Jen: This week we are pleased to have D. Renee Bagby as our guest. Renee, will you please share a short bio with us?
Renee: I am D. Renee Bagby and I also write as Zenobia Renquist. I go by my middle name because people in middle school kept butchering my first name. I am an Air Force brat turned Air Force wife who loves to travel even though I hate packing and then unpacking. Currently, I’m living in Maryland with my husband and two cats and my massive collections of comics, books, manga, DVDs, and video games/consoles. Depending on how you look at it, I’m either lucky to have married a man with the same interests as me or unlucky since our collections have grown exponentially since they combined seven years ago.
Jen: Tell us about Serenity and where it’s available.
Renee: Serenity is part of my Multiverse collection written under D. Renee Bagby. It is a fantasy, interracial romance which serves as the introductory book of the Gezane Universe—a parallel Earth where at some point history skewed so far from our own that even the planet got a different name.
Serenity is the daughter of the queen of the largest human kingdom and she’s been offered to Melchior, king of the bhresyas—a race the humans insultingly refer to as demons because of their Technicolor skin and horns. Melchior wants peace for his people and the humans and a political marriage is the fastest way to accomplish it.
The only problem with Melchior’s plan is Serenity’s feelings. She loves her husband and wants him to love her. Melchior was willing to marry her but love is a totally different matter. He pushes away her advances at every turn until he pushes her into the arms of those who don’t want peace and will do whatever it takes to see it disappear, including killing Serenity. Suddenly love is the answer and Melchior his before it’s too late.
Jen: At what age did you discover writing and when were you first published? Tell us your call story.
Renee: I started writing in middle school as a way to entertain myself during class. The teachers thought I was taking notes so they left me alone. Back then, those stories weren’t meant for anyone but me. They were a record of my daydreams so I could revisit the story.
In my senior year of high school, I decided to write a story from beginning to end for a competition. I didn’t make the deadline, but my then English teacher who helped me edit said she found the story interesting and would love to see other stories.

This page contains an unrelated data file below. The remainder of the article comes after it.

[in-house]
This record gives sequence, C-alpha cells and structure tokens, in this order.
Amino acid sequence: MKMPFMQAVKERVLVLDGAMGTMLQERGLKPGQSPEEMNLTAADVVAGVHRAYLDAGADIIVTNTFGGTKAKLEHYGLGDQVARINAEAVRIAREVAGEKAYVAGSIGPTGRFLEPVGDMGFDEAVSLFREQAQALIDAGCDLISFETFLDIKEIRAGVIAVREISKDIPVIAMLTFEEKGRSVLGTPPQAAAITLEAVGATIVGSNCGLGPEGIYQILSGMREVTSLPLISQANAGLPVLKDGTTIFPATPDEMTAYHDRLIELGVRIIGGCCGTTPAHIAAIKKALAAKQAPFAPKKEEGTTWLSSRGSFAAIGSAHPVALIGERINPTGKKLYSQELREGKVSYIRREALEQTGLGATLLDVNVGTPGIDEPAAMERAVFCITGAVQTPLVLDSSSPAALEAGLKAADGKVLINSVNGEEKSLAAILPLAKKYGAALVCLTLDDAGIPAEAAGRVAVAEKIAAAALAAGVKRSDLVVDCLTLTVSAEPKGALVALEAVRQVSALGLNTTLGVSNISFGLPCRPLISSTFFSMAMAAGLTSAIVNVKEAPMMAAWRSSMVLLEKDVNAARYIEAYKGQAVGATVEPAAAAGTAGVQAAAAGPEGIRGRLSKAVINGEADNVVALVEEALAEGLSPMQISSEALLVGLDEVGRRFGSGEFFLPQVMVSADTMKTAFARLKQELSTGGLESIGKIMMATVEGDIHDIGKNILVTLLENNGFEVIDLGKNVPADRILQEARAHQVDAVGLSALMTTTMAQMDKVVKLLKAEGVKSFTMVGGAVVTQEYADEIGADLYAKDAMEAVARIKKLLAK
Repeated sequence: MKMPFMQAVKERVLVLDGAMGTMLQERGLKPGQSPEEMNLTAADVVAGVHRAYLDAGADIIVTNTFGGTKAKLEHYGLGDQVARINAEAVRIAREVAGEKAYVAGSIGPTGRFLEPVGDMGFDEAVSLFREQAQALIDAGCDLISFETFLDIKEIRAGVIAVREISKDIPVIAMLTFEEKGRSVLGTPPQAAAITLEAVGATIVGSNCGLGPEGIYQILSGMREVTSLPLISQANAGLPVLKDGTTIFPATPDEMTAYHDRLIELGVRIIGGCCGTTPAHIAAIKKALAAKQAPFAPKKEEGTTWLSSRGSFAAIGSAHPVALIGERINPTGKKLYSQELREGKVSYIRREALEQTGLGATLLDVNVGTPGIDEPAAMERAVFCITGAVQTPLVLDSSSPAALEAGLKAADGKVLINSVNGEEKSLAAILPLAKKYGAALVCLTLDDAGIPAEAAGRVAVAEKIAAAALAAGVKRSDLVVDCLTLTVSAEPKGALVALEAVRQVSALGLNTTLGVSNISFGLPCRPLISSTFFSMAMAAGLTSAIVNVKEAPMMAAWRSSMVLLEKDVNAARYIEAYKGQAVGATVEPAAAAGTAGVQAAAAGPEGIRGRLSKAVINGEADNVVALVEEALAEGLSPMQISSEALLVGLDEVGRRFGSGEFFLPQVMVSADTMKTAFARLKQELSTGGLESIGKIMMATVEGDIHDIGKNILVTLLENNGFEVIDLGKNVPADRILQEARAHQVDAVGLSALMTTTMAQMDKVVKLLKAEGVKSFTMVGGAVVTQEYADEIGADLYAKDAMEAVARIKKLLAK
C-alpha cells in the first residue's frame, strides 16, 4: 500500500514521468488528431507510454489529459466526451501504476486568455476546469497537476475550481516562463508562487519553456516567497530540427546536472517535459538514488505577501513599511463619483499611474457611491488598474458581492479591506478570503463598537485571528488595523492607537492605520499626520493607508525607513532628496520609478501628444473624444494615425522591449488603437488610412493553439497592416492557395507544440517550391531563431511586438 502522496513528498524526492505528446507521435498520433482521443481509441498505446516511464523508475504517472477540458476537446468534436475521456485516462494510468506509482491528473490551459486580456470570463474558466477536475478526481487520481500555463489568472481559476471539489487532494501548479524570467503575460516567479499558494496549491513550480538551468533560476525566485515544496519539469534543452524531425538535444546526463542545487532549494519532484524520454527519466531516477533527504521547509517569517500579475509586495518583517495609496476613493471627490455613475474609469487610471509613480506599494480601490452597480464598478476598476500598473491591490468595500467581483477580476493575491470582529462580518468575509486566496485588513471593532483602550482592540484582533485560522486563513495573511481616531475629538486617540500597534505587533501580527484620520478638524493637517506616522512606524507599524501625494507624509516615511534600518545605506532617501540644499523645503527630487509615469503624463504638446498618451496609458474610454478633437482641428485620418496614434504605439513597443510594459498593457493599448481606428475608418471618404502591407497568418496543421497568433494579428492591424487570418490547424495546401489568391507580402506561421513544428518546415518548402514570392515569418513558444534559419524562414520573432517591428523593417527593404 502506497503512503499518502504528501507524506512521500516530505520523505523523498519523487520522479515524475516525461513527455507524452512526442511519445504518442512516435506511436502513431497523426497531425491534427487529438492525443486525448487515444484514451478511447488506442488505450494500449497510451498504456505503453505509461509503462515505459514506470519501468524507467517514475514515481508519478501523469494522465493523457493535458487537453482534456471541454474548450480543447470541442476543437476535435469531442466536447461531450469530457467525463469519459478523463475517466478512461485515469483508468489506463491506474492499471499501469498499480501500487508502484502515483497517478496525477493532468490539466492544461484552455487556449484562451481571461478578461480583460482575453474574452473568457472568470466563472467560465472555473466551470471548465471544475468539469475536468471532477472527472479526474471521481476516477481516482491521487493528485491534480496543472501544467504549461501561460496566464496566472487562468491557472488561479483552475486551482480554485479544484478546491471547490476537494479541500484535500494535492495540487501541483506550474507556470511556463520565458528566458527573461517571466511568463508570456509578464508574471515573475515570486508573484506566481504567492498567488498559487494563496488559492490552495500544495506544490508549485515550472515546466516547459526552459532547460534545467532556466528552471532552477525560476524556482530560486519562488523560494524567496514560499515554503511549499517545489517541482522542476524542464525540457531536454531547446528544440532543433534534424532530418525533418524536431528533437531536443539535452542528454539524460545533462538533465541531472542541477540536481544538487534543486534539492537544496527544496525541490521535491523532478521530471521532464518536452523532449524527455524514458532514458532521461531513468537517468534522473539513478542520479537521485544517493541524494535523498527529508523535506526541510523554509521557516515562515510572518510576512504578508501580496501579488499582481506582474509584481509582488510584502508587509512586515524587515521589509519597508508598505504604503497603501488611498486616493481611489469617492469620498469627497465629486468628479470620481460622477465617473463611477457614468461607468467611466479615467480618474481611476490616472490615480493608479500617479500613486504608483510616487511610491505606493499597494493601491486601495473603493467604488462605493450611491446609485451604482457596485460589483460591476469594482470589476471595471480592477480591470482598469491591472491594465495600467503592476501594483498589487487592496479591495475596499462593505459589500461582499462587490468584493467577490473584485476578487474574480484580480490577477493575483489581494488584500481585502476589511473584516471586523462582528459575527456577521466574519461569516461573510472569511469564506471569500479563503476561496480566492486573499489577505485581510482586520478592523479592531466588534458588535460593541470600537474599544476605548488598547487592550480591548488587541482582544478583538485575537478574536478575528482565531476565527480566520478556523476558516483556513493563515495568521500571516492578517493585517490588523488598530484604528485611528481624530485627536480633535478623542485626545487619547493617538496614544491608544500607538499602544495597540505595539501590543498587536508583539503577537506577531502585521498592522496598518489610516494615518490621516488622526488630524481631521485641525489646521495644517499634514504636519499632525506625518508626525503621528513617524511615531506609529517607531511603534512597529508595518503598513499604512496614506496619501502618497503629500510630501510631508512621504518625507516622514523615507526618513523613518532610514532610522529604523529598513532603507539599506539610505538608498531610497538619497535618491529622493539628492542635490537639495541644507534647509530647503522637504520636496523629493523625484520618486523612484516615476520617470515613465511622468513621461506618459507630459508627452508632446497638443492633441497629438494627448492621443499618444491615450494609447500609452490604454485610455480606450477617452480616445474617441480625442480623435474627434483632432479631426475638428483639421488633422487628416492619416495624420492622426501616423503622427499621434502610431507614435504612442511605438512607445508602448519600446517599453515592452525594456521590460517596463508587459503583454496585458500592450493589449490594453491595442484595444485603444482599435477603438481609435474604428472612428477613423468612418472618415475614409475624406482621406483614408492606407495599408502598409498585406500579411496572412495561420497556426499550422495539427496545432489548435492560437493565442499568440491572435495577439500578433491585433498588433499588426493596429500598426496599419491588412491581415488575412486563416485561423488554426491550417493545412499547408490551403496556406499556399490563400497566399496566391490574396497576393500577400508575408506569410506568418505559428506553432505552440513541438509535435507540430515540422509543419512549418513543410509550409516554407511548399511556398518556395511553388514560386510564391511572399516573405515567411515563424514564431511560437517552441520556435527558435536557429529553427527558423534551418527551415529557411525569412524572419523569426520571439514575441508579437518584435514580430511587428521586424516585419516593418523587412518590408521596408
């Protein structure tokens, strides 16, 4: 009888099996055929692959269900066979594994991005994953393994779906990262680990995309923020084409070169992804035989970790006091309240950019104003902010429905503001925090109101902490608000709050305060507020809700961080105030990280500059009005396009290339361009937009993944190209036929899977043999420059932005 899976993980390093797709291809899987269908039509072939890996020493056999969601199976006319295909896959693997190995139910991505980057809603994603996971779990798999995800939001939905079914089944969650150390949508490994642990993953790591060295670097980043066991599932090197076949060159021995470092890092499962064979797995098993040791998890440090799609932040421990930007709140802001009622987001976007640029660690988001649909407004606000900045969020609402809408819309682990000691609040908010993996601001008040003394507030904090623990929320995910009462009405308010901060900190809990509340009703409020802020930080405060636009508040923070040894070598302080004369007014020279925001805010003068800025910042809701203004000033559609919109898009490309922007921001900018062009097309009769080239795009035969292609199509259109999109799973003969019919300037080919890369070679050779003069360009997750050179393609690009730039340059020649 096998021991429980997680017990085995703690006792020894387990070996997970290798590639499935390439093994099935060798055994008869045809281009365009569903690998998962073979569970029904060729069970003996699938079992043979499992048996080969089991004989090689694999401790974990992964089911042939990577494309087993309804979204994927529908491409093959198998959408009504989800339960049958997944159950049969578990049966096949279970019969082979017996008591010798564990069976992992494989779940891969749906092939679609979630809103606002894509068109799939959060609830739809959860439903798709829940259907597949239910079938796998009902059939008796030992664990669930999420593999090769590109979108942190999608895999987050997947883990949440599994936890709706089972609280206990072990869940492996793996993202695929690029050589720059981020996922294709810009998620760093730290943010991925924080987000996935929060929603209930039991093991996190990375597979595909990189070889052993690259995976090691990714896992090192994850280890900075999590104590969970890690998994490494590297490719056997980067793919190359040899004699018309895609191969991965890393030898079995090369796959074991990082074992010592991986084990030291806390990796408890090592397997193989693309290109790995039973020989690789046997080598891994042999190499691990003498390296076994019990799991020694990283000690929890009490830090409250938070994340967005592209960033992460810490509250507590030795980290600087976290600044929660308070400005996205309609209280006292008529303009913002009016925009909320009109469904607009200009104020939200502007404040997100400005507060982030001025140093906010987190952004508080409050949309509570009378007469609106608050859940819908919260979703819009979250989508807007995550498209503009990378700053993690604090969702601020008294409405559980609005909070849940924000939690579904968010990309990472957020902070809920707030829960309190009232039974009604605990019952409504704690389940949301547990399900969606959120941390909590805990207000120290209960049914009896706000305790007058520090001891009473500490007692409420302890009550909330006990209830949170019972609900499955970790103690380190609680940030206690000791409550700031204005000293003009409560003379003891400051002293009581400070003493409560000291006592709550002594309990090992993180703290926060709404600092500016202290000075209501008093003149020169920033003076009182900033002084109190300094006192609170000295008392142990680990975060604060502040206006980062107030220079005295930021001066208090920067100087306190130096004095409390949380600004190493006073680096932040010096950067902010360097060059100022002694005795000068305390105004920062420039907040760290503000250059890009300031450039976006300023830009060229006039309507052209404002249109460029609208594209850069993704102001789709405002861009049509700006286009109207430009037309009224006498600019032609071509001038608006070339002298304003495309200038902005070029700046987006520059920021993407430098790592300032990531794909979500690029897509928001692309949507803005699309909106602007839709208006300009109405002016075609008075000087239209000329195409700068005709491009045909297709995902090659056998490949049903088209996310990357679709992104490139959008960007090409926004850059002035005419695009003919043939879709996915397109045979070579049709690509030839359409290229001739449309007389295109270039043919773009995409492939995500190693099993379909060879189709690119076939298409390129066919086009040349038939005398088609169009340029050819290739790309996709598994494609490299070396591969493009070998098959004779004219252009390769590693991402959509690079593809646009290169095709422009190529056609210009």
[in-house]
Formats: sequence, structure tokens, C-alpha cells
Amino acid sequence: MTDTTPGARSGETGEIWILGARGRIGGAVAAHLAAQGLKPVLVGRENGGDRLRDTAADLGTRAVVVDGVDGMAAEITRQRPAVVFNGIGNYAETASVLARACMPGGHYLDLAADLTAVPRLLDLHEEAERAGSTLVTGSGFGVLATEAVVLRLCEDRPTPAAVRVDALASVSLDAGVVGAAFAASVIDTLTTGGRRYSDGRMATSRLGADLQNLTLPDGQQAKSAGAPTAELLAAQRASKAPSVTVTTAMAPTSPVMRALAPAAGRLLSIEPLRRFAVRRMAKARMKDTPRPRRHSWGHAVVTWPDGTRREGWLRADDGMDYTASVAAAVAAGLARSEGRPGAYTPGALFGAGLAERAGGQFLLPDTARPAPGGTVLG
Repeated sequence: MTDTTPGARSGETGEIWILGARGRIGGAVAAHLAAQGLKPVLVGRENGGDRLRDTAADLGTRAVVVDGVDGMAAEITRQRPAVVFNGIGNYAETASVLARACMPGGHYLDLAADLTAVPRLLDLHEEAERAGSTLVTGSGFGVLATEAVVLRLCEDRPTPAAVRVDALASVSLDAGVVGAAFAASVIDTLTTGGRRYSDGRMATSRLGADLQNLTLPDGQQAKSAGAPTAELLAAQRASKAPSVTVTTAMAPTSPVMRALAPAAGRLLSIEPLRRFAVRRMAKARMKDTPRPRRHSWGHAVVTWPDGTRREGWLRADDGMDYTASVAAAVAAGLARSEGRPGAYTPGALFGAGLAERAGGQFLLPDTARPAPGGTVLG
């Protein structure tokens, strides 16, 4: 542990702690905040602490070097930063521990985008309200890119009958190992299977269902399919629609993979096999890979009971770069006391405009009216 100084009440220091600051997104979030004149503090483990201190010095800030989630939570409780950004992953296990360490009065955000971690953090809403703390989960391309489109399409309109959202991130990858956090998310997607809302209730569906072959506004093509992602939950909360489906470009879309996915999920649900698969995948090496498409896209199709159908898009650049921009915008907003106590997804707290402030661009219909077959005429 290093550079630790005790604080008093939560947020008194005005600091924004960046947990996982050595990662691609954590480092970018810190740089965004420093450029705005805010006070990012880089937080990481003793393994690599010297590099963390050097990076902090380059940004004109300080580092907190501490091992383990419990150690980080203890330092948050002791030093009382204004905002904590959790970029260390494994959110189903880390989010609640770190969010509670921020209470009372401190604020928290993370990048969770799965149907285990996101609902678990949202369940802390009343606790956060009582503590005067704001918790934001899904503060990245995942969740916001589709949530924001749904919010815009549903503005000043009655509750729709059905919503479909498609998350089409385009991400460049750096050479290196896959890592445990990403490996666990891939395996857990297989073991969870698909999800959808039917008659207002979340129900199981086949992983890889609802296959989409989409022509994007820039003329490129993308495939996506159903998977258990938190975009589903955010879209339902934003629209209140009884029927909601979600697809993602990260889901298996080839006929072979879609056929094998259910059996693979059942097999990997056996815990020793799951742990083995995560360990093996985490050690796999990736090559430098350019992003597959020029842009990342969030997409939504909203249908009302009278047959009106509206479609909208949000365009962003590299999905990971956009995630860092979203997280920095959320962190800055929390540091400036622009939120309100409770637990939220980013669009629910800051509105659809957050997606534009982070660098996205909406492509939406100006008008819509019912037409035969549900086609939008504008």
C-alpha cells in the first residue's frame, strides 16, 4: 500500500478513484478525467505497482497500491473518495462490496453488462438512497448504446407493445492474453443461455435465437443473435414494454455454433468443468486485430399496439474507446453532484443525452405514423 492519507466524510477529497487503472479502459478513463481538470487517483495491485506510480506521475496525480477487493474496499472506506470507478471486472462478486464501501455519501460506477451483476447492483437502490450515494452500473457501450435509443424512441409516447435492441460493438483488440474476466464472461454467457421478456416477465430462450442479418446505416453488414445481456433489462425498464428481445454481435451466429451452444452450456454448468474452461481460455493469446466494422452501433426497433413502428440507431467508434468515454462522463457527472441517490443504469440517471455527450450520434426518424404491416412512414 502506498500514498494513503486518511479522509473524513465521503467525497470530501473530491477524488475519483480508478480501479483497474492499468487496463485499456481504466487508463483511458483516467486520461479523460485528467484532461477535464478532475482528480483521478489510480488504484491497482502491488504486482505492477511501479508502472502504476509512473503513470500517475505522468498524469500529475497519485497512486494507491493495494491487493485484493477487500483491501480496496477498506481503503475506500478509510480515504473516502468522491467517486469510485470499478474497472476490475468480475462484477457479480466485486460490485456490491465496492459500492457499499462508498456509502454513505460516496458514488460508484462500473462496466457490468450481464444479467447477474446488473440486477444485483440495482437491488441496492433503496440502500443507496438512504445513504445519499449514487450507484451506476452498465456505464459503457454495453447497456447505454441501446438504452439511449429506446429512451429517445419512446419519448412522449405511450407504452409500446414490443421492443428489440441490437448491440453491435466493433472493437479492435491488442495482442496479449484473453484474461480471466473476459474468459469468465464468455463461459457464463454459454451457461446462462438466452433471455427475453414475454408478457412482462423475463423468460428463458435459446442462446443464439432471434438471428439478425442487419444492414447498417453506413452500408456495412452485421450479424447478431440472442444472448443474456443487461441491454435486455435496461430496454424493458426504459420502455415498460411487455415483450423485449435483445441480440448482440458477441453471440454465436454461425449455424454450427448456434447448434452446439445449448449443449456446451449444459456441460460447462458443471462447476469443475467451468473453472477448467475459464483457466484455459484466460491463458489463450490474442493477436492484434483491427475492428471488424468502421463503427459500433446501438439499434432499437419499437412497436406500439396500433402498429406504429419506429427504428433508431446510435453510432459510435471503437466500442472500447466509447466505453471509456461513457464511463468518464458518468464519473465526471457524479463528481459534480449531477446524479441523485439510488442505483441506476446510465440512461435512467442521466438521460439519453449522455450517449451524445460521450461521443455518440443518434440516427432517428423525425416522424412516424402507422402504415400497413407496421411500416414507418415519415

While in college, I started many stories but focused on one. Adrienne went through three drafts (or was it four?) and several plot changes before I finally submitted it for consideration to Samhain Publishing. I got a ‘needs revisions’ letter at first. Once I made as many changes as I knew to make, I resubmitted the story and got a contract.
Adrienne hit the e-shelves July 2007 after massive content edits to a very rough story that I’m happy Samhain took a chance with. That was a learning experience and I’m happy to say my edits aren’t nearly that extensive any longer.
Jen: Are there any other writers, published or not, in your family?
Renee: You know, it’s funny how many would-be writers in my family fell out of the woodwork after I announced I was published. I get the occasional email for advice and critiques to which I warn them I’m the last person they want critiquing their work since my first experience made me very strict about editing. I strive for candid honesty when critiquing and most would-be/new authors don’t want that, even if they say they do.
I do have a cousin-in-law Kimberly Bosket who writes inspirational, self-help for teenagers.
Jen: Do you have any “must haves” with you while you’re writing?
Renee: I like to have a movie playing in the background with a similar theme to the book I’m writing. That way when I look away from my writing for a break, I stay in the mindset of the story. I think I watched 300 close to that many times while finishing and editing Serenity. Those half-naked men were very inspiring. In fact, they inspired the outfits my bhresya wear.
Unfortunately, my somewhat off-the-wall story themes means there won’t always be a movie for me to watch. So I make do by NOT watching movies that will take me out of the mindset. Other than that, I just need time and quiet.
Jen: Do you have a writing routine?
Renee: Nope. I write whenever I can and, thanks to my smartphone, where ever I can. I tried to get on a routine and it only served to slow me down when I didn’t stick to it. I’d feel guilty for having to do other stuff (cleaning, day job, errands, etc) and that made me blocked so I’d feel even more guilty when I had time to write and couldn’t.
I make tentative plans and change them as life happens.